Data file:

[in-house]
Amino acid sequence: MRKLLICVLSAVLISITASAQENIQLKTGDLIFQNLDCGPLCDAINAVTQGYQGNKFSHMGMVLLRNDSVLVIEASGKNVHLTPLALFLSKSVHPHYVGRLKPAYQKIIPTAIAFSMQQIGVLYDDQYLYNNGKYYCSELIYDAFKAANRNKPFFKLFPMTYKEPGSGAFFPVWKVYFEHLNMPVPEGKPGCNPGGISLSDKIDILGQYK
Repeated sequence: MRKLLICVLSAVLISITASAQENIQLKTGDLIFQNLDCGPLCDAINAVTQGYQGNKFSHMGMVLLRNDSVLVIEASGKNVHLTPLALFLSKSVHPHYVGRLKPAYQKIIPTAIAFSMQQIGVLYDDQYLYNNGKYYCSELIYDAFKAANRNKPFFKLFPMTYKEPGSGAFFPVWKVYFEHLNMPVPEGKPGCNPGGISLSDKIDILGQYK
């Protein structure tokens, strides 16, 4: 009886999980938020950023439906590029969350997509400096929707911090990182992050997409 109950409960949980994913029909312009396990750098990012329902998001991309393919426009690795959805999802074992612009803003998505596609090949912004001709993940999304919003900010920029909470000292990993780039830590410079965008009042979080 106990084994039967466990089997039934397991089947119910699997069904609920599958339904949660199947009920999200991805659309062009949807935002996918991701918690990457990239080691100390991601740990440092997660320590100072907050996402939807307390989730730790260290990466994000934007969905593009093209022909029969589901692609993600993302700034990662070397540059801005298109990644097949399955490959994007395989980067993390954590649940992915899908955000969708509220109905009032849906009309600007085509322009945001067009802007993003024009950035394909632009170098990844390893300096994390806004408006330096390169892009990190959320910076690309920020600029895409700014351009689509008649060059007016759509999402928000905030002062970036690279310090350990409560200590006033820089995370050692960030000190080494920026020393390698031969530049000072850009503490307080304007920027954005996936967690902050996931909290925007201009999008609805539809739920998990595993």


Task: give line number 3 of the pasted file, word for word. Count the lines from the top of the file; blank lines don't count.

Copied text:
Repeated sequence: MRKLLICVLSAVLISITASAQENIQLKTGDLIFQNLDCGPLCDAINAVTQGYQGNKFSHMGMVLLRNDSVLVIEASGKNVHLTPLALFLSKSVHPHYVGRLKPAYQKIIPTAIAFSMQQIGVLYDDQYLYNNGKYYCSELIYDAFKAANRNKPFFKLFPMTYKEPGSGAFFPVWKVYFEHLNMPVPEGKPGCNPGGISLSDKIDILGQYK